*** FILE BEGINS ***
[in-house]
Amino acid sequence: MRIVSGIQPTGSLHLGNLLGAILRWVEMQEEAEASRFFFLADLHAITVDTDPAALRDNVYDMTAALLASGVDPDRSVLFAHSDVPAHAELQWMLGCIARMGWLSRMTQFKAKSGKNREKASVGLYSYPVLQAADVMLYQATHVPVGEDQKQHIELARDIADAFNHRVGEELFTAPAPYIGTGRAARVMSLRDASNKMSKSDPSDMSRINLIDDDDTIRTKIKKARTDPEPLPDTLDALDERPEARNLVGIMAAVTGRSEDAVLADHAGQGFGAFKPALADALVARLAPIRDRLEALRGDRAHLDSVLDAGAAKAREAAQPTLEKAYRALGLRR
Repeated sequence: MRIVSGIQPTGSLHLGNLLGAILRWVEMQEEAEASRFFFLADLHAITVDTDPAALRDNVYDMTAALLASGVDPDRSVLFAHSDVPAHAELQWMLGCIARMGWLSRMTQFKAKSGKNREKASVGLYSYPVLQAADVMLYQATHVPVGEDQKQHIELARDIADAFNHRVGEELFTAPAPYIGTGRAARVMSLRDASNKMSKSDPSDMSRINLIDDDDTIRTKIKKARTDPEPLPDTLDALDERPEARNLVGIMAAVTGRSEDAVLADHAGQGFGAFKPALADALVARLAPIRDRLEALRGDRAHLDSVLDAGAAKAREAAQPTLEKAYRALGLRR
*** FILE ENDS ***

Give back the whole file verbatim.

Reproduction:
[in-house]
Amino acid sequence: MRIVSGIQPTGSLHLGNLLGAILRWVEMQEEAEASRFFFLADLHAITVDTDPAALRDNVYDMTAALLASGVDPDRSVLFAHSDVPAHAELQWMLGCIARMGWLSRMTQFKAKSGKNREKASVGLYSYPVLQAADVMLYQATHVPVGEDQKQHIELARDIADAFNHRVGEELFTAPAPYIGTGRAARVMSLRDASNKMSKSDPSDMSRINLIDDDDTIRTKIKKARTDPEPLPDTLDALDERPEARNLVGIMAAVTGRSEDAVLADHAGQGFGAFKPALADALVARLAPIRDRLEALRGDRAHLDSVLDAGAAKAREAAQPTLEKAYRALGLRR
Repeated sequence: MRIVSGIQPTGSLHLGNLLGAILRWVEMQEEAEASRFFFLADLHAITVDTDPAALRDNVYDMTAALLASGVDPDRSVLFAHSDVPAHAELQWMLGCIARMGWLSRMTQFKAKSGKNREKASVGLYSYPVLQAADVMLYQATHVPVGEDQKQHIELARDIADAFNHRVGEELFTAPAPYIGTGRAARVMSLRDASNKMSKSDPSDMSRINLIDDDDTIRTKIKKARTDPEPLPDTLDALDERPEARNLVGIMAAVTGRSEDAVLADHAGQGFGAFKPALADALVARLAPIRDRLEALRGDRAHLDSVLDAGAAKAREAAQPTLEKAYRALGLRR